Incidence of Nerve Injury After Hip Arthroscopy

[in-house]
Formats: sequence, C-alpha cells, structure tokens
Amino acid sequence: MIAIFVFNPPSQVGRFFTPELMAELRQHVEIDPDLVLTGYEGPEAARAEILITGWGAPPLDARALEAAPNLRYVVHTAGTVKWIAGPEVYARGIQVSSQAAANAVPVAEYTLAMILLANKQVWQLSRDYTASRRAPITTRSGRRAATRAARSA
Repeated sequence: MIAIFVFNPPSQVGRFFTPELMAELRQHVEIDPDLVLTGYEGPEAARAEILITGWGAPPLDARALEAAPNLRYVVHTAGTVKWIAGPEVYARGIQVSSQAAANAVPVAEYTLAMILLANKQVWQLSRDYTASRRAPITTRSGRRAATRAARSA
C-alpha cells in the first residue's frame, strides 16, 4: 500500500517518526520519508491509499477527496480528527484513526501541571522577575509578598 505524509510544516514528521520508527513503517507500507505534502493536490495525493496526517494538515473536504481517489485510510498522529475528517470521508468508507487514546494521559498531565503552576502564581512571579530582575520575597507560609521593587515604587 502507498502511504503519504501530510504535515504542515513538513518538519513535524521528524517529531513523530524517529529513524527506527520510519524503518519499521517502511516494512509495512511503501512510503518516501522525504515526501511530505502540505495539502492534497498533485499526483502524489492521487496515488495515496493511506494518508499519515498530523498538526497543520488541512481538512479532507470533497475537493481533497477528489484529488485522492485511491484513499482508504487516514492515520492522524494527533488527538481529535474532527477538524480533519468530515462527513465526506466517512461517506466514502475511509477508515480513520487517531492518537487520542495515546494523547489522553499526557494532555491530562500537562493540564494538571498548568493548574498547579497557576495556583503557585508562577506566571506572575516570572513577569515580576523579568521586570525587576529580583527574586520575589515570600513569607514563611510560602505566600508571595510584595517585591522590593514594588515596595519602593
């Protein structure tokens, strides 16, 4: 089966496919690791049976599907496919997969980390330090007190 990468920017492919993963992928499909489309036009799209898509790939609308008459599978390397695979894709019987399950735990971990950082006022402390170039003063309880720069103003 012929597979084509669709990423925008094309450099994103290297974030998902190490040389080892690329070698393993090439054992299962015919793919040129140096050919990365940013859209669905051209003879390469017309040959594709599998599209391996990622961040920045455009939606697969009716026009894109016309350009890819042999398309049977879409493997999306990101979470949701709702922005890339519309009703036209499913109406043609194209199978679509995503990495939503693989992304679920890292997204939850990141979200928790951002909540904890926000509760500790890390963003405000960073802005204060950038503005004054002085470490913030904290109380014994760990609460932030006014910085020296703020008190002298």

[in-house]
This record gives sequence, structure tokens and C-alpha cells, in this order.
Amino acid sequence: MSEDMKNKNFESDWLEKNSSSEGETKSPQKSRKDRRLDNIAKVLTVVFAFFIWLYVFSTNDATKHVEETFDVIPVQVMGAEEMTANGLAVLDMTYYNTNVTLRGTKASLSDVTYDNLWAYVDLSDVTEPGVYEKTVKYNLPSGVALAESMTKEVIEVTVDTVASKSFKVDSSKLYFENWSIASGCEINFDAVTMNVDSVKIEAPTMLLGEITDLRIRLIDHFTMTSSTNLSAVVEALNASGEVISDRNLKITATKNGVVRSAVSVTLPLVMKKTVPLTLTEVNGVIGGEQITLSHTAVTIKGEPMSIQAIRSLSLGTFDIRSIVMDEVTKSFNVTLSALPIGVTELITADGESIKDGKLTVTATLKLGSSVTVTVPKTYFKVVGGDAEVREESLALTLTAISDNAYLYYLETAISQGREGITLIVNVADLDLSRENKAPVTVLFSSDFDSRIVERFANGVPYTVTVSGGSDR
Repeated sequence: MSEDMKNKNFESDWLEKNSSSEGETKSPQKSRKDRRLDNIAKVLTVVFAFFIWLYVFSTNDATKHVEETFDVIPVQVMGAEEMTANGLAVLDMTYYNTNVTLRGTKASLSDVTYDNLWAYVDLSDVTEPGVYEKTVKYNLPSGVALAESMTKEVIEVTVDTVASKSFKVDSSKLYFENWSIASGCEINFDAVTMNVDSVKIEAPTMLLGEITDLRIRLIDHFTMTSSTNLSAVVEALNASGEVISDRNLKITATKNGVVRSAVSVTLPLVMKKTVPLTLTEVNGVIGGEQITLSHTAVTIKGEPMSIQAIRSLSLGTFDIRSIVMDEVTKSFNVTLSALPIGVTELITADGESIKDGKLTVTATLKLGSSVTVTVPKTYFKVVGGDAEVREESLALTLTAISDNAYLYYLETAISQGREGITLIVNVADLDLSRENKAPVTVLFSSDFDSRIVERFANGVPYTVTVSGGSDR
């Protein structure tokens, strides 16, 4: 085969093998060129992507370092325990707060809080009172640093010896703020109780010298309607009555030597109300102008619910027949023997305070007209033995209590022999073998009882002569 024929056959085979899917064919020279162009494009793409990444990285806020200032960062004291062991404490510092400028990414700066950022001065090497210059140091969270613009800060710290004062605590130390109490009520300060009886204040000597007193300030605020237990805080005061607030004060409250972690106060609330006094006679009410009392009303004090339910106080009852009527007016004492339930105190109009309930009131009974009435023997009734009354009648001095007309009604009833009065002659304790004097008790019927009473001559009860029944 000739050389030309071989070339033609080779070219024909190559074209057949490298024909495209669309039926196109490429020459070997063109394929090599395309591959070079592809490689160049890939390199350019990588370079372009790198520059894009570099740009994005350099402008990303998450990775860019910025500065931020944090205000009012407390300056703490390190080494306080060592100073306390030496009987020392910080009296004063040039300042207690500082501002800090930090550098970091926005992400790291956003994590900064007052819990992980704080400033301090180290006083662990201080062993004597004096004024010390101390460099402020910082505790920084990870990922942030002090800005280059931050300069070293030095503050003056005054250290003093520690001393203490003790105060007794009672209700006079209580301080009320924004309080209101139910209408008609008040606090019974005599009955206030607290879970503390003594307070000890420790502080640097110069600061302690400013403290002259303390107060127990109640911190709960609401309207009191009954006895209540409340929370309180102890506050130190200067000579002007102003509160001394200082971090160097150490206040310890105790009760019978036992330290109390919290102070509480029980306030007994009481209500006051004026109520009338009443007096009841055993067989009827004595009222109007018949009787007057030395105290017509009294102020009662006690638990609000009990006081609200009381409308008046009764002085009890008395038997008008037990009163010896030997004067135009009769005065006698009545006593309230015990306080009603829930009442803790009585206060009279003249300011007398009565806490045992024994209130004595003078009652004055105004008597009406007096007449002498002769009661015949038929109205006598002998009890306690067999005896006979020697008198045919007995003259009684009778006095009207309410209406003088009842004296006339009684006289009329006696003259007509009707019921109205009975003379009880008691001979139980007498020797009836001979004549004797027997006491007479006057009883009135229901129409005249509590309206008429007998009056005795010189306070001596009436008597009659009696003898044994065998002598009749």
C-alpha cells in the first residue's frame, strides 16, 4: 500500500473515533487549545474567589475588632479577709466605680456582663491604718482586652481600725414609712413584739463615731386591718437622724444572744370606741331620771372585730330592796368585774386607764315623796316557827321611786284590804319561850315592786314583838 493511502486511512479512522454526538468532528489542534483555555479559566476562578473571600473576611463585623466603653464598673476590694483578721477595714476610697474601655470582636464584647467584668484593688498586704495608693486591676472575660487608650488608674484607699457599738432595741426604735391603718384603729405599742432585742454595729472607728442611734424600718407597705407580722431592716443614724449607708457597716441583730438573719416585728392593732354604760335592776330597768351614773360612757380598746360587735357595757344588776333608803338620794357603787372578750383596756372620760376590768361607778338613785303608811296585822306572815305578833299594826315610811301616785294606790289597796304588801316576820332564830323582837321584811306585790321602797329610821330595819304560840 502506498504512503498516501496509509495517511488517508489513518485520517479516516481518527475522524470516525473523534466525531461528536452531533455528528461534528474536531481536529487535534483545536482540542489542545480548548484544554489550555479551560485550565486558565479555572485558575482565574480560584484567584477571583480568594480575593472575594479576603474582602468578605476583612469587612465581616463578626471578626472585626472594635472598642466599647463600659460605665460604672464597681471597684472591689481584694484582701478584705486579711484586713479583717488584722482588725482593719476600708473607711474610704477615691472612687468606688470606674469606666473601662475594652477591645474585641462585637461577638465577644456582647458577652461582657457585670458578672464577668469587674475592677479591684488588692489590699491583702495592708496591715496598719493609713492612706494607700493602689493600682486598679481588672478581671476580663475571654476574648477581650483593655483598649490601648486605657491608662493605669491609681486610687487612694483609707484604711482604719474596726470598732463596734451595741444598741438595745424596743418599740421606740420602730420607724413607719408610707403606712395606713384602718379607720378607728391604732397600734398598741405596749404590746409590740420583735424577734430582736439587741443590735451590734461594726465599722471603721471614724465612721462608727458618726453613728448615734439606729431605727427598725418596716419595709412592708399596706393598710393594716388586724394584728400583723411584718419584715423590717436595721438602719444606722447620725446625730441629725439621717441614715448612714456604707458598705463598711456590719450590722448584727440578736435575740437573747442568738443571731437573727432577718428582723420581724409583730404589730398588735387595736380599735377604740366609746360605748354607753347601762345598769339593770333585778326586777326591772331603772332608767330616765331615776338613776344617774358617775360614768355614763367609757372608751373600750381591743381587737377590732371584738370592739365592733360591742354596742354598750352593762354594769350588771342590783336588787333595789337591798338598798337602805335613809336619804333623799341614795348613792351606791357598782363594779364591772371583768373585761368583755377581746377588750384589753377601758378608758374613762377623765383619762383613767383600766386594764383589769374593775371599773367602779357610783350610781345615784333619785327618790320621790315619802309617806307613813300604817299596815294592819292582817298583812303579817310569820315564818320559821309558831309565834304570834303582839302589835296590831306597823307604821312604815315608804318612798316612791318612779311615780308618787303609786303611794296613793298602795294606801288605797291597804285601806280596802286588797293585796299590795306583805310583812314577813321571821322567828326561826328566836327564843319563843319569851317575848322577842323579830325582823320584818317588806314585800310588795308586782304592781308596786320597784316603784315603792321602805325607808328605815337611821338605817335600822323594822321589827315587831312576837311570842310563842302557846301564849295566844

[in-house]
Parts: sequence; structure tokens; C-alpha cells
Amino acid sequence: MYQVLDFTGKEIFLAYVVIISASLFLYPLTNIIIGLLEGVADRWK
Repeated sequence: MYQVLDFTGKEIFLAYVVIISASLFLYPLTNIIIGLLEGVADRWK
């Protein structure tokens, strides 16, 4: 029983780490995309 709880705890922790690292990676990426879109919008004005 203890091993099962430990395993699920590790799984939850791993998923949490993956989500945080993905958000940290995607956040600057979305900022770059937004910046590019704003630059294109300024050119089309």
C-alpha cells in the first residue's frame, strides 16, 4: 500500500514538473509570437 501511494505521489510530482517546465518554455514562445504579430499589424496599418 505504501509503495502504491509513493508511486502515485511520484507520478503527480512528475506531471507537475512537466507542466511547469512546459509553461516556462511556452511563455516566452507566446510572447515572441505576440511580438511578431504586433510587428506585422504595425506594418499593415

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Introduction:Hip arthroscopy is a commonly performed procedure that carries a notable risk of nerve injury secondary to port placement and the use of axial traction. Sensory neurapraxia of the pudendal nerve and the lateral femoral cutaneous nerve is most common; however, sexual dysfunction and sciatic nerve injury has also been reported. Reported incidence of nerve injury ranges between 1.4% and 5% in the literature, but much of these data are based on unsolicited patient concerns. This study aimed to determine the true rate of nerve injury among this patient population through administration of a validated survey at multiple time points.Methods:A prospective study of all patients undergoing hip arthroscopy requiring traction by a single surgeon at our institution was performed. These cases were the first 100 hip arthroscopies performed in practice by the surgeon. Before surgery, all patients were asked about the presence of neuropathic symptoms including sexual dysfunction through administration of a validated questionnaire. The same questionnaire was then administered at several time points postoperatively: on the day of surgery, on postoperative day 2, at the first follow-up visit, and if symptoms persisted, then at each follow-up appointment until resolution of the symptoms. Overall incidence of nerve injury was then calculated. Subgroup analyses were performed to investigate whether traction time, sex, body mass index (BMI), or technically demanding surgical skills affected the incidence.Results:This study included a total of 100 patients with an average age of 29 (13 to 62) years and an average BMI of 25. Nerve injury was seen in 13 patients with an incidence of 13%. Specific nerves injured included the pudendal (9), lateral femoral cutaneous (2), sciatic (1), and superficial peroneal nerves (1). Subgroup analysis did not demonstrate a notable association between the risk of nerve injury and increased traction time, sex, or increased BMI. The technically demanding surgical skills was associated with a notable decrease in the traction time, but no notable difference in the risk of nerve injury was observed. Most nerve injuries resolved within 2 weeks (8 of 13), and all cases of nerve injury resolved within 9 months.Discussion and Conclusions:The incidence of nerve injury after hip arthroscopy may be markedly higher than previously reported; however, resolution seems to occur as previously found in the literature. Patients should be educated regarding the risk of nerve injury during this procedure.Level of Evidence:Level IV

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